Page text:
Get a food intolerance test. Blood testing for IgG food allergens can help you to identify hidden food intolerances. While these tests do have limitations, and need to be interpreted in the context of the rest of your health, they can be useful guide in determining what are the causes of your medical issues and if it stops you from losing weight. When considering blood tests for intolerances or allergies, it’s always a good idea to work with a doctor or nutritionist which is trained in dealing with this issue.
Avoid dairy, gluten and yeast for 6 weeks. These are the most common triggers of the problem. For patients who have trouble losing weight, I often recommend a short elimination diet. All three are linked to insulin resistance and, therefore, weight gain. Temporarily cutting them out of the diet, allows the inflamed gut to get a break and recover. This one move is probably the single most important thing most people can do to lose weight.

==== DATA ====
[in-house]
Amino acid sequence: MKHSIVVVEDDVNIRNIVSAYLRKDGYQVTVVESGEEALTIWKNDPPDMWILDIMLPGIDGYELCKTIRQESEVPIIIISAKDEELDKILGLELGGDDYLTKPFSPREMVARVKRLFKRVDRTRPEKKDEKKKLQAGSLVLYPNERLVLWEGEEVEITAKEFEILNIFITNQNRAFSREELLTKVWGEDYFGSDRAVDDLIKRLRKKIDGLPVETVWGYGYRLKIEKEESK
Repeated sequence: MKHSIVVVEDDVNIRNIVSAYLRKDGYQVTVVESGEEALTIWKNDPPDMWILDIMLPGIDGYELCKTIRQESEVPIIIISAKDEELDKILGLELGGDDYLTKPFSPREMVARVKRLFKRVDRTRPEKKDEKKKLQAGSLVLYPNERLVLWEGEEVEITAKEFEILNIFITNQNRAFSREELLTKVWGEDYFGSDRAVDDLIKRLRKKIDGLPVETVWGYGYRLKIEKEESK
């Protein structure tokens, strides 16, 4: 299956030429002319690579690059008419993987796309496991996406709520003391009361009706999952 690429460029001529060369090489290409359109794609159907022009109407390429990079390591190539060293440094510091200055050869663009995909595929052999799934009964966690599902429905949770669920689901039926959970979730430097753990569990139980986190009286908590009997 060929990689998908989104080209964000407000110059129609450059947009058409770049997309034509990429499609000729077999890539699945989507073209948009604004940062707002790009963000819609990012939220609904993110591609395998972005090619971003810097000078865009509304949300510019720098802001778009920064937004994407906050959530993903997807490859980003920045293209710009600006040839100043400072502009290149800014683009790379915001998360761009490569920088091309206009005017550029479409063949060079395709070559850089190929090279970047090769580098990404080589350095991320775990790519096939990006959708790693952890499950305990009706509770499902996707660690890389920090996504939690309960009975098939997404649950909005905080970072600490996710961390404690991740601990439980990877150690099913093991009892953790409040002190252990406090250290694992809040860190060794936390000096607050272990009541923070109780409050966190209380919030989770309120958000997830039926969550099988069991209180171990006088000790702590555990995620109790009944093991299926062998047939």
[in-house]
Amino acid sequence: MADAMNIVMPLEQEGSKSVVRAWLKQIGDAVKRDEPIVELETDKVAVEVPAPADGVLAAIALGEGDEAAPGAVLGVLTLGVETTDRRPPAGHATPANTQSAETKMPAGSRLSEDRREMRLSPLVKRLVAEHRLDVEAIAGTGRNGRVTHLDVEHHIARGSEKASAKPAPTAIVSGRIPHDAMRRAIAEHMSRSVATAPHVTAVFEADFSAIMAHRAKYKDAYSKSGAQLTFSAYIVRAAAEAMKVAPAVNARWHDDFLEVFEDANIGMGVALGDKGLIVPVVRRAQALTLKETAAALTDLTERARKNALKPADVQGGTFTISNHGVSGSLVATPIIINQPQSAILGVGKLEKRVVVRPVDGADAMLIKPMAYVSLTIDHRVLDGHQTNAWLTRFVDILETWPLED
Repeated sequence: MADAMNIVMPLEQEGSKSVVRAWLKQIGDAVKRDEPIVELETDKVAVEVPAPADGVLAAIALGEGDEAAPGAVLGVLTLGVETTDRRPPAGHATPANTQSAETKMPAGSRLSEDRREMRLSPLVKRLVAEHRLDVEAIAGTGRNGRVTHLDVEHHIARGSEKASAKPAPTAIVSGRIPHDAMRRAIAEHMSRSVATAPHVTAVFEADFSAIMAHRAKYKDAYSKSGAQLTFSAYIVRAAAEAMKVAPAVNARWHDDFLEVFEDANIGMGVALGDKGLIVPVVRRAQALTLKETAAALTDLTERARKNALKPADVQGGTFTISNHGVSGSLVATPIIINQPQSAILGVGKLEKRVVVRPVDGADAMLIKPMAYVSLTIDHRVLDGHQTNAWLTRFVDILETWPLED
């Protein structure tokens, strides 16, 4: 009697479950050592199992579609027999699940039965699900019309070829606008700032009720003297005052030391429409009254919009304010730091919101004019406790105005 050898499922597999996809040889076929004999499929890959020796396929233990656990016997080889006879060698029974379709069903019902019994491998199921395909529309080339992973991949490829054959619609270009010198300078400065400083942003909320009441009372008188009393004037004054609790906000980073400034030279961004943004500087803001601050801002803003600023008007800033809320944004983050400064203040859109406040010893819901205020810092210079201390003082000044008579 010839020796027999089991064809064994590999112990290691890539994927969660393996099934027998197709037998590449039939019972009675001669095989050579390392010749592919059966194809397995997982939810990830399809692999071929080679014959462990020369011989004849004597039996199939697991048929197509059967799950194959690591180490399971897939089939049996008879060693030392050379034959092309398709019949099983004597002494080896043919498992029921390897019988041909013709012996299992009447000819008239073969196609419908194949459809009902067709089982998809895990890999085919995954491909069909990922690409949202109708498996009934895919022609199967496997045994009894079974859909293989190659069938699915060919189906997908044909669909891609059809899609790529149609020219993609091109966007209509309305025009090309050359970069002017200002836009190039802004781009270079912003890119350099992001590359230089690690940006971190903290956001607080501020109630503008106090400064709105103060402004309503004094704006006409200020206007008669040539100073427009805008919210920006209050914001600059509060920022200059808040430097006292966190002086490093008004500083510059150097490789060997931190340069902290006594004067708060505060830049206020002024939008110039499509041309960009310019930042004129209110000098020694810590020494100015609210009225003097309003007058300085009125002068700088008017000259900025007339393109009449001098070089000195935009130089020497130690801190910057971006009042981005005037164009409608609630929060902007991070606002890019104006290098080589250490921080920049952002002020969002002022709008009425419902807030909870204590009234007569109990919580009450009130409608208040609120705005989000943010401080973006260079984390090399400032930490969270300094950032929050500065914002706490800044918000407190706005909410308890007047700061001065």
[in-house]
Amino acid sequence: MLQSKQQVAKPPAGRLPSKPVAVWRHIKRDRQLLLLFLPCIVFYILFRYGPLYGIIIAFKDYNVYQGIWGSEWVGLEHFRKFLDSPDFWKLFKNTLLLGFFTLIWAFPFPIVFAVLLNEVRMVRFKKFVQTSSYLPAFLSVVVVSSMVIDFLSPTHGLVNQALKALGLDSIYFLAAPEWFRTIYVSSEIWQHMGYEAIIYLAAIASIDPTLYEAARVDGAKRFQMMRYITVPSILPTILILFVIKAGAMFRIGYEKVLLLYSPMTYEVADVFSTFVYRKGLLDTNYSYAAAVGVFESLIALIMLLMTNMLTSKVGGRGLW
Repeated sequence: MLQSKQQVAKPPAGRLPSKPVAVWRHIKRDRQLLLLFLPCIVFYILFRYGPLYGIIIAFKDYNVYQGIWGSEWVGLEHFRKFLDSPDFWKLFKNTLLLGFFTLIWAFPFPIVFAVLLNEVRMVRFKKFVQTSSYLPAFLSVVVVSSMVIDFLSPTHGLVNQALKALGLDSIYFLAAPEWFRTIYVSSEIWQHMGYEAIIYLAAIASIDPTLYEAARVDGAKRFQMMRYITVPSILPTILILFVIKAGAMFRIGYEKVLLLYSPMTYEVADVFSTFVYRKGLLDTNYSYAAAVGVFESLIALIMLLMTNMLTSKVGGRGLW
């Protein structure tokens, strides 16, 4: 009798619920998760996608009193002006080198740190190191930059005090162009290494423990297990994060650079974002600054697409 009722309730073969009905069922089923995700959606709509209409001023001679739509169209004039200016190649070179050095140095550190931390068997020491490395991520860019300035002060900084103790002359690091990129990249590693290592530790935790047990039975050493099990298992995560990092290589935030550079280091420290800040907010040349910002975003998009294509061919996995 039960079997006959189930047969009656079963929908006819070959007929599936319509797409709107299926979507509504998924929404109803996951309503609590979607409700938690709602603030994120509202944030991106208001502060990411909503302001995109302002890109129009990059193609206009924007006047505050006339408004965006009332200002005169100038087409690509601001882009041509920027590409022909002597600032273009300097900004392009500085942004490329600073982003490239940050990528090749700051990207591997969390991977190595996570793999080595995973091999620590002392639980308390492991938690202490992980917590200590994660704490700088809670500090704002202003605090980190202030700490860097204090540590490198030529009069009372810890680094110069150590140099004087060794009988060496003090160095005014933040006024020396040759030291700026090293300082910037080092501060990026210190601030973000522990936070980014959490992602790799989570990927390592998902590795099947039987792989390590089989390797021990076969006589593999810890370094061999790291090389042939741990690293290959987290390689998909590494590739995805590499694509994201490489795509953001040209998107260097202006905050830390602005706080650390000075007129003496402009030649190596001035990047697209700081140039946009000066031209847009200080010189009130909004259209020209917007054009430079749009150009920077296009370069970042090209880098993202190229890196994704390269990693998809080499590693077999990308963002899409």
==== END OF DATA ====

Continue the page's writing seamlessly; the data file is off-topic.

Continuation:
Avoid the top food allergens. If you don’t feel a sense of relief from avoiding dairy, yeast and gluten, you may need to take the elimination diet one step further. This means cutting out the top food allergens: gluten, dairy, corn, eggs, soy, nuts, nightshades (tomatoes, bell peppers, potatoes, and aubergine), citrus, and yeast (baker’s yeast, brewer’s yeast, and fermented products like vinegar). You should try to sustain this for a full six weeks’ period. That is enough time to make you feel better and notice a change. When you are reintroducing a top food allergen back into your diet, eat it at least 2-3 times a day for 4 days to see if there’s a noticeable reaction. If there is, eliminate this food for 90 days.
There is a supplement called Quercetin that you might want to try as it is known to be very potent for allergies.
If you are overweight, or suffer from inflammatory diseases, such as heart disease, diabetes, or cancer, the potential health benefits of discovering and eliminating hidden food allergies is extremely important. Remember, the right food is medicine and is your greatest partner in preventing and treating disease.
I you have any questions about testing for food intolerance or allergies please don’t be hesitant to ask. If you found this information helpful, please share with those who might benefit from it.